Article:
Prepare yourselves for the email blasts, newsletters, and perhaps even a news report or two as 39 Virginia just closed escrow for 18% over asking in Bernal Heights!
The tidbit that might not be touted so loudly, the reported sale price of $825,000 ($575 per square foot) is 1% under its purchase price of $834,000 in October 2004.
Who’s Afraid Of 39 Virginia Avenue? (Or This Bernal Apple To Be) [SocketSite]
The SocketSite Reality Check For CBS’s Infamous “42 Offer” Home [SocketSite]

20 thoughts on “18 Percent Over Asking In Bernal! (And Just 1% Under 2004)”
  1. The fire-spitting, toxic debt oozing, FHA-backed Bubble-Zilla is officially back in Bernal. Bears run for your freaking lives!

  2. Wow I am surprised
    I saw this house and thought its location wasn’t hot nor was the layout
    And the downstrains space wasn’t very usable at all and shotty

  3. There is almost nothing for sale in the nicer parts of Bernal (especially small houses with garage). So if you want it, I guess there is competition.
    Is this PPSF is misleading? I thought the space downstairs was unwarranted.

  4. While 1% under it’s price from October 2004…
    …it is 12% more than it’s price from May 2004.
    Herein lies the problem with apples.

  5. Great outcome for the seller. Listing for $699,000 was not a strategy that I would have pursued but in this case it led to a multiple offers and a terrific final selling price. I’m sure they would have been hopeful for a price in the upper 700’s.

  6. The way list price works right now is not very fair to buyers. Sellers are under no obligation to sell at the list price, so they could list it for $1 if they wanted (and really I’m surprised they don’t!). The list price is a marketing tool not a promise.
    If you price it low you will get a lot of lookers. The more informed lookers will know it’s not going to sell below market in a desirable hood like Bernal, so the sane offers (at least in the sense that they had a shot at getting the house) were probably over $800k to begin with.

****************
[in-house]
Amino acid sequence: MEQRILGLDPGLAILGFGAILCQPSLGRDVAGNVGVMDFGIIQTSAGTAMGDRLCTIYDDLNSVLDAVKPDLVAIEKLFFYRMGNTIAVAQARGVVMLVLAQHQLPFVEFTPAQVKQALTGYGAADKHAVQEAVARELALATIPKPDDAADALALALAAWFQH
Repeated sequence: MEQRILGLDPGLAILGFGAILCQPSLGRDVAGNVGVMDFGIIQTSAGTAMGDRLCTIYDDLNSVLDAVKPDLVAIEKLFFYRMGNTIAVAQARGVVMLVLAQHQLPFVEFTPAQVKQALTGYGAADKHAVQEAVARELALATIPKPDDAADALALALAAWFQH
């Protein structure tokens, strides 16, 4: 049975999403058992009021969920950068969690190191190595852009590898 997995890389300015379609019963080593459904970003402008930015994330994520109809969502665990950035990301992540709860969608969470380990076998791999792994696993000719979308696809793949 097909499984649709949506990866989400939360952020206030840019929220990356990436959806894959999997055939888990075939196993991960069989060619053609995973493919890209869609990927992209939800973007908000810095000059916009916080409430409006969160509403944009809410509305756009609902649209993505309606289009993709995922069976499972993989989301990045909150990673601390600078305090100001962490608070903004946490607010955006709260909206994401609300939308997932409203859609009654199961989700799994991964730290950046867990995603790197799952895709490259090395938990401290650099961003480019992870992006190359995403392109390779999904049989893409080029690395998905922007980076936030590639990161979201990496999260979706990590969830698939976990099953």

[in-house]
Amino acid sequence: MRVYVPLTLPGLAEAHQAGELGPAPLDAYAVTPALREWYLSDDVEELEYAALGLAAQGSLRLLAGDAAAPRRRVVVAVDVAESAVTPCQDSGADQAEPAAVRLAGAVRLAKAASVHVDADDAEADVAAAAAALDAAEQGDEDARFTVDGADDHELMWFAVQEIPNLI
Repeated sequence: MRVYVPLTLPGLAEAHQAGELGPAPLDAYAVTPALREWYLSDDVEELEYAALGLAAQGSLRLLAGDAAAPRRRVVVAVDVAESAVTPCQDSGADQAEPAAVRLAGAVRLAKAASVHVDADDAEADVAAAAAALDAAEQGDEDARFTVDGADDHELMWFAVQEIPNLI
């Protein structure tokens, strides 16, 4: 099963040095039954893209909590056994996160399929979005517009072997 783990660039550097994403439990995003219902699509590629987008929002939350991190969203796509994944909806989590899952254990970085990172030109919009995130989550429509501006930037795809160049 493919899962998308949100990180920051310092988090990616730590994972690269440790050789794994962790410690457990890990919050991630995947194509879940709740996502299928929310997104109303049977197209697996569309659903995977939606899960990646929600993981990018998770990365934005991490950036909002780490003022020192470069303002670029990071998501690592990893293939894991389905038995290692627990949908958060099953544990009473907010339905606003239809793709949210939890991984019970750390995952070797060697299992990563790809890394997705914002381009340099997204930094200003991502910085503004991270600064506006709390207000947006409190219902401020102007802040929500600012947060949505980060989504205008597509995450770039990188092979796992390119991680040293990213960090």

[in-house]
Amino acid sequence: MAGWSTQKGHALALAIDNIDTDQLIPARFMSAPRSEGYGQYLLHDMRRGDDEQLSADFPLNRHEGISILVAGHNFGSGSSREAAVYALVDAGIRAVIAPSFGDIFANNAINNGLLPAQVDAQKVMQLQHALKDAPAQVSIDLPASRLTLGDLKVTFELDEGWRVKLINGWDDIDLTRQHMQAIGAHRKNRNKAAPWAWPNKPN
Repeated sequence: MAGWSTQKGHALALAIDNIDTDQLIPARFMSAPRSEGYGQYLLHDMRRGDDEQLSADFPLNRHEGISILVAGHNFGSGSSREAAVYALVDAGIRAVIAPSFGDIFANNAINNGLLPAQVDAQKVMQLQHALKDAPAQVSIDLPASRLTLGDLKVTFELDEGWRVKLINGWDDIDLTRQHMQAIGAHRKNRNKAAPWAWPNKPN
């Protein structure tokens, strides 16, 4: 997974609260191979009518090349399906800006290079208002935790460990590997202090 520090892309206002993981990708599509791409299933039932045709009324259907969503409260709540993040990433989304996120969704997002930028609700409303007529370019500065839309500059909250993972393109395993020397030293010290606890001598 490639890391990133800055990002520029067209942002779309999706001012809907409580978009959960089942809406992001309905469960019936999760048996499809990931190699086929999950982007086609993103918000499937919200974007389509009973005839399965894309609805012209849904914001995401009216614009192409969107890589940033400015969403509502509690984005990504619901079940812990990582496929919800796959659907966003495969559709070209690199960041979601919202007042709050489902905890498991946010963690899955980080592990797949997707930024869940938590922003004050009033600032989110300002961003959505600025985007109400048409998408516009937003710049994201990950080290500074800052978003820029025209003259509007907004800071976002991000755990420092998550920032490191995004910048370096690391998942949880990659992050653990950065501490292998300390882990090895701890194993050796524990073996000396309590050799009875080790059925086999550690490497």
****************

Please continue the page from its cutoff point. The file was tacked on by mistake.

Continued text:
7. And if you adjust for inflation, $834K in 2004 is $957K in 2010, so that’s a 14% real loss.
    (as usual,, which uses CPI and all of its quirks)
    But hey, asking prices don’t matter, right? Except when it goes for over asking… 🙂

  8. what’s the point of including inflation? is there no inflation factor in other investments? is that how you judge the stock market? and aren’t most gains due to inflation?

  9. “is that how you judge the stock market?”
    Yes? Don’t you? A 15% return in the early 80s when inflation was high isn’t as great as an 8% return today.
    “aren’t most gains due to inflation?”
    They’re not if you’re making a good investment. Of course, thinking of housing as an investment is generally misguided and should be strongly discouraged.
    In any case, the real reason to think about inflation here is that housing busts usually work in the following way: a quick nominal drop followed by a prolonged real drop over several years (see the 1989-1991 to 1996 housing drop as an example). In this case, we may see more of a nominal drop if mortgage rates go up (although FHA + GSE + Fed + Treasury are trying to avoid large nominal drops).

  10. Bernanke just said either Wednesday or yesterday that he will continue to manipulate rates lowest. Is it too much to ask for the “when rates go up” + “the USG has already signalled their willingness to abandon these policies” crowd sit on their hands for a while?

  11. I hope they took the time to meet their next door neighbors before paying that kinda money… you can plant some trees to block the view of the BigLots parking lot out your back door, but it ain’t so easy to get away from those neighbors.